If you’re reading this article, you’re probably interested in the idea of studying abroad, or at least the idea of learning how to venture into different unknown territories to you
Many students, prior to adventuring abroad, read countless articles that are mostly titled, “What I Learned From Studying Abroad,” or “Why You Need to Study Abroad Today.” You see and read countless bulleted lists containing all of the splendors this new experience will bring: the people you will meet from all around the world, all of the strange food, the incredible sights and the list goes on and on.
Trust me, I probably read every one of those under the sun before I embarked on my journey to England. After living, studying and traveling in England and throughout various parts of Europe, the bulk of what I have learned exceeded those cliché, albeit accurate, bulleted lists of, “What I should learn whilst abroad.”
I have compiled a list of what you experience and learn when studying abroad that most forget to mention within the usual lists.
1. You may end up spending lots of time with Americans
One of the biggest draws for many students who study abroad is the opportunity to form relationships with students from all over the world. While it is definitely possible to meet people from all around the globe in class, clubs or even hostels whilst traveling, it’s very easy to stick close to your fellow international friends.
Although these relationships can grow into incredible, life-long friendships, it takes some effort and gumption to really get to know the locals.
If you really want to experience intercultural immersion, my advice would be to really immerse yourself within the student life. Join a club or go out to a small, local pub and you will be sure to run into someone from your host country.
2. You may come home with a different perspective of America
Prior to studying abroad, I knew that I would be learning about other countries and cultures, but what I did not realize is that I would end up learning so much about America in relation to all of these places I ventured to.
Studying abroad is completely eye opening, and it’s refreshing to see America through a European lens, flaws and all. There are certain things you will come to appreciate, but you may also end up discovering American habits, policies, mannerisms or even laws that you may end up questioning.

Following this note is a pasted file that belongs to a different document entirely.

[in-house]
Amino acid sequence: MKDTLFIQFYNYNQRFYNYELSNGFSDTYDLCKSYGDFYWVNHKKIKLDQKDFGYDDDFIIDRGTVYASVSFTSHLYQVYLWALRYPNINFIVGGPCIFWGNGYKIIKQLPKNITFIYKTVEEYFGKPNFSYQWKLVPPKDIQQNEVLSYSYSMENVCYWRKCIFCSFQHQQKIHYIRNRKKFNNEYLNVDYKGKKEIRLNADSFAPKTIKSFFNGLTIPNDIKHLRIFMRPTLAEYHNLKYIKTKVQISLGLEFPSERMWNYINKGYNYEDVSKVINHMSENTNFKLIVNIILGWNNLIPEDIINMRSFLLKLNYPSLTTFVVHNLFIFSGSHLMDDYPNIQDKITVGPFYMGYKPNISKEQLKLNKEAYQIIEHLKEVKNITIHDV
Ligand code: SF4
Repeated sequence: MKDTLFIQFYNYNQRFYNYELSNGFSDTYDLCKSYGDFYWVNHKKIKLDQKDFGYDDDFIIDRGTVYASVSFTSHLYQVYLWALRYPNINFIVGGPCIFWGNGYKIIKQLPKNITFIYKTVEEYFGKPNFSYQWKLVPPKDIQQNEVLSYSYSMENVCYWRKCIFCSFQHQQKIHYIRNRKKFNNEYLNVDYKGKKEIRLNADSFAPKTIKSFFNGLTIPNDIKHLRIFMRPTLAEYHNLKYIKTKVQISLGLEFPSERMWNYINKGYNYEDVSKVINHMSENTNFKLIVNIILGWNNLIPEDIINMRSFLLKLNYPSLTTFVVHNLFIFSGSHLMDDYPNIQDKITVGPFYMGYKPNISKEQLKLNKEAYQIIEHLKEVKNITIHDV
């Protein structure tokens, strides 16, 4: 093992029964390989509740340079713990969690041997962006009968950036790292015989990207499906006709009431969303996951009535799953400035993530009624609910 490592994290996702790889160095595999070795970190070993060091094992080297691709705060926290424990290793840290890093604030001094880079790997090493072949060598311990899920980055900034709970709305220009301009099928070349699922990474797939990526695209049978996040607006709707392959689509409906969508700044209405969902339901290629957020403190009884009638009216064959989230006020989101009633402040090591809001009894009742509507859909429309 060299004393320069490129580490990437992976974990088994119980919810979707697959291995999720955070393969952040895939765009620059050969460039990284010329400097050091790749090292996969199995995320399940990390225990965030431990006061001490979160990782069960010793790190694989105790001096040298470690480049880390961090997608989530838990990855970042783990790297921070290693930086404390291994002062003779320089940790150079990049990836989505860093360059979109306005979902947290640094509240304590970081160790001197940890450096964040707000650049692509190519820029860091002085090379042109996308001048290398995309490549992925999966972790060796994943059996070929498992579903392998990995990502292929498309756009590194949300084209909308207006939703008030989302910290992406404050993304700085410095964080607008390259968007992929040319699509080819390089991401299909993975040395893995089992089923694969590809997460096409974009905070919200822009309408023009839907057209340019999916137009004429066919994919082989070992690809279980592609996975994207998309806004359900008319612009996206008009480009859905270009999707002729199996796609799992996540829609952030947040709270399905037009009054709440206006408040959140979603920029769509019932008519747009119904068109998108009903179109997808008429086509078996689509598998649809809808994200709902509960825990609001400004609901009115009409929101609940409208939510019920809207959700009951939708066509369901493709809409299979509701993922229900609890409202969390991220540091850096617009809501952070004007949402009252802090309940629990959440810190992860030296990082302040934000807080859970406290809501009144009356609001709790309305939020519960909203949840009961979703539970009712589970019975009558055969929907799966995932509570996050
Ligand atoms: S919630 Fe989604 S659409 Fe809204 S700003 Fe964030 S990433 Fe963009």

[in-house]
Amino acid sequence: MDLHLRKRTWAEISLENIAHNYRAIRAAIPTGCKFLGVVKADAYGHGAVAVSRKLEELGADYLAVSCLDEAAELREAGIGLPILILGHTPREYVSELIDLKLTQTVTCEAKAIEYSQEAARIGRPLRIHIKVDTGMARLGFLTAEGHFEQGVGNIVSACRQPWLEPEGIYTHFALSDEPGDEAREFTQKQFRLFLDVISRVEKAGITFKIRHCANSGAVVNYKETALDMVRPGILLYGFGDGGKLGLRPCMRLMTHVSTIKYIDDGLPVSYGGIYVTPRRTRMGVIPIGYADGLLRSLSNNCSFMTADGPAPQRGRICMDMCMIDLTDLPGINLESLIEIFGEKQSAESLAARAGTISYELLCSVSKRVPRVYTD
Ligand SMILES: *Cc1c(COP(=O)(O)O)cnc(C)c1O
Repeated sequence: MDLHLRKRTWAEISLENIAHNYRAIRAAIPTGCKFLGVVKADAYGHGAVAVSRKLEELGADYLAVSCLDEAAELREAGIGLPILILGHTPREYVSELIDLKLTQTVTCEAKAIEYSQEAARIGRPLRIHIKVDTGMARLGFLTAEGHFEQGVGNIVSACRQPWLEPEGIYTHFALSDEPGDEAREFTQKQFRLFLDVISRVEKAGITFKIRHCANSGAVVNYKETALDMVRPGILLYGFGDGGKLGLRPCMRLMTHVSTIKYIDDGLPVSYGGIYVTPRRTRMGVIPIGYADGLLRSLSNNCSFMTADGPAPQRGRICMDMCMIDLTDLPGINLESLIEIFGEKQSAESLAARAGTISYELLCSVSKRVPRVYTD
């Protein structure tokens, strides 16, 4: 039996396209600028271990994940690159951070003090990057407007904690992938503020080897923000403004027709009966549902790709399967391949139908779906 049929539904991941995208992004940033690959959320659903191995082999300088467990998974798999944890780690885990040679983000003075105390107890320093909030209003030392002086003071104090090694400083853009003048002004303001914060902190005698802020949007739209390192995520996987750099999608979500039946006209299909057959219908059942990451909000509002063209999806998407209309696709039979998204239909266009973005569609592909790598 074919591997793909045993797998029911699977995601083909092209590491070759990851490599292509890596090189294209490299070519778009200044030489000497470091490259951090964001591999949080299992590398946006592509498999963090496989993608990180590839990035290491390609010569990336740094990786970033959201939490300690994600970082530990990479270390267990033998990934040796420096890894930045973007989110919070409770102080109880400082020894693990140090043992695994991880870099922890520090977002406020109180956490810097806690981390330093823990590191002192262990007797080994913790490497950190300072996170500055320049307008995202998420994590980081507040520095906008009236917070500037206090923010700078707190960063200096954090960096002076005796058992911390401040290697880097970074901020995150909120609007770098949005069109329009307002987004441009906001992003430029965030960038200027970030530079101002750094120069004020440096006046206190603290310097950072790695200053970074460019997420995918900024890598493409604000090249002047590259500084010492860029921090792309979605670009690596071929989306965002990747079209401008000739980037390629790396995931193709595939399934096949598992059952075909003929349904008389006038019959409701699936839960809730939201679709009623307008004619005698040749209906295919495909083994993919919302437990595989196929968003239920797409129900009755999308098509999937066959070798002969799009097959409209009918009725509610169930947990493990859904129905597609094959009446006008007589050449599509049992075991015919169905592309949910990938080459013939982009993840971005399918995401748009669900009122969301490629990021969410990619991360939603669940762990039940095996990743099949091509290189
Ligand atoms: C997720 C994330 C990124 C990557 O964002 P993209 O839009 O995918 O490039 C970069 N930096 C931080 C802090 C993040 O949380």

This new experience has given me a much broader view of the world and has created a global perspective I did not realize I had until I came home.
3. Unfortunately, you will actually have to study
Although this may be laughable advice, it’s so easy to get caught up in all of the excitement and exhaustion that traveling around Europe will most certainly bring.
My advice is to slowly chip away at the readings throughout the semester or start your paper a little sooner than a week before its due date. This is clearly common sense and certainly easier said than done, but it will benefit you immensely in the long run.
The last few weeks of your program should be spent eating croissants and laughing about your travel catastrophes with friends. Speaking from experience, you will certainly thank yourself in the end.
4. The people you meet will be the very best part
If you study abroad in Europe, or anywhere else really, odds are you will get a healthy dose of gorgeous architecture, funny although sometimes terrifying travel catastrophes and more pictures of pastries than any one camera roll should have.
At the end of the day though, the memories that will conjure up any sort of true nostalgia are the ones spent with the people you meet along the way. Oddly enough, the best parts about my studying abroad experience were the people I was able to have genuine conversations with. I had the most mundane conversations with a couple from Australia that I met in Salzburg. I heard a fascinating story of a man from India I met in Prague.
Relationships with people are what make life worth living, and this realization will fill you with a sense of gratitude for the people you’ve met both at home and abroad.